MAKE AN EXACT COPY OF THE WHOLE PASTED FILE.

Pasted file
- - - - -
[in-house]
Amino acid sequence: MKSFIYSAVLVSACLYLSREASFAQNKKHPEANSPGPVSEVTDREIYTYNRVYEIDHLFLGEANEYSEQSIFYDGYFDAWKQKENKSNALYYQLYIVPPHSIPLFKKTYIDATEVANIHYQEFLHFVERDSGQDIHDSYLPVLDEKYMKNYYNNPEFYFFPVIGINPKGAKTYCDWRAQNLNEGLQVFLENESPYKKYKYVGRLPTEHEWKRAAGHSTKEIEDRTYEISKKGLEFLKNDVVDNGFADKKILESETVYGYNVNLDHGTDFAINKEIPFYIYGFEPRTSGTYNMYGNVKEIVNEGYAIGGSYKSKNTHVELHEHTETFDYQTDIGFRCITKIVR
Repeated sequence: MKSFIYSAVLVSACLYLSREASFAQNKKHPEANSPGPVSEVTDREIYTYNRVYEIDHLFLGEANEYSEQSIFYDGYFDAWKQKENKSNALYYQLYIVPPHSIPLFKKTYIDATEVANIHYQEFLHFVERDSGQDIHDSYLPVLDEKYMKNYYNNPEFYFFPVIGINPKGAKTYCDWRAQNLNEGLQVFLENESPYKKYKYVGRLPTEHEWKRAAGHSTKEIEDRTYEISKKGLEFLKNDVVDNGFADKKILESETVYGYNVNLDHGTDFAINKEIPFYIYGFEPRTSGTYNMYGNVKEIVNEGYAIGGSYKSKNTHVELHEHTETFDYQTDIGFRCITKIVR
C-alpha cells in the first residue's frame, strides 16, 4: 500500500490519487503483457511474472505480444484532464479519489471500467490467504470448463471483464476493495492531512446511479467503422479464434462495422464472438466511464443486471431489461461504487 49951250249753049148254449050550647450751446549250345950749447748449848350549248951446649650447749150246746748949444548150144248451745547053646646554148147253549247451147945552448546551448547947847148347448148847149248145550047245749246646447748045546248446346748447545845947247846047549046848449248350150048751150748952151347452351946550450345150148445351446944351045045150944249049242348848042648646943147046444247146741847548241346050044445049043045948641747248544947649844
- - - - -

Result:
[in-house]
Amino acid sequence: MKSFIYSAVLVSACLYLSREASFAQNKKHPEANSPGPVSEVTDREIYTYNRVYEIDHLFLGEANEYSEQSIFYDGYFDAWKQKENKSNALYYQLYIVPPHSIPLFKKTYIDATEVANIHYQEFLHFVERDSGQDIHDSYLPVLDEKYMKNYYNNPEFYFFPVIGINPKGAKTYCDWRAQNLNEGLQVFLENESPYKKYKYVGRLPTEHEWKRAAGHSTKEIEDRTYEISKKGLEFLKNDVVDNGFADKKILESETVYGYNVNLDHGTDFAINKEIPFYIYGFEPRTSGTYNMYGNVKEIVNEGYAIGGSYKSKNTHVELHEHTETFDYQTDIGFRCITKIVR
Repeated sequence: MKSFIYSAVLVSACLYLSREASFAQNKKHPEANSPGPVSEVTDREIYTYNRVYEIDHLFLGEANEYSEQSIFYDGYFDAWKQKENKSNALYYQLYIVPPHSIPLFKKTYIDATEVANIHYQEFLHFVERDSGQDIHDSYLPVLDEKYMKNYYNNPEFYFFPVIGINPKGAKTYCDWRAQNLNEGLQVFLENESPYKKYKYVGRLPTEHEWKRAAGHSTKEIEDRTYEISKKGLEFLKNDVVDNGFADKKILESETVYGYNVNLDHGTDFAINKEIPFYIYGFEPRTSGTYNMYGNVKEIVNEGYAIGGSYKSKNTHVELHEHTETFDYQTDIGFRCITKIVR
C-alpha cells in the first residue's frame, strides 16, 4: 500500500490519487503483457511474472505480444484532464479519489471500467490467504470448463471483464476493495492531512446511479467503422479464434462495422464472438466511464443486471431489461461504487 49951250249753049148254449050550647450751446549250345950749447748449848350549248951446649650447749150246746748949444548150144248451745547053646646554148147253549247451147945552448546551448547947847148347448148847149248145550047245749246646447748045546248446346748447545845947247846047549046848449248350150048751150748952151347452351946550450345150148445351446944351045045150944249049242348848042648646943147046444247146741847548241346050044445049043045948641747248544947649844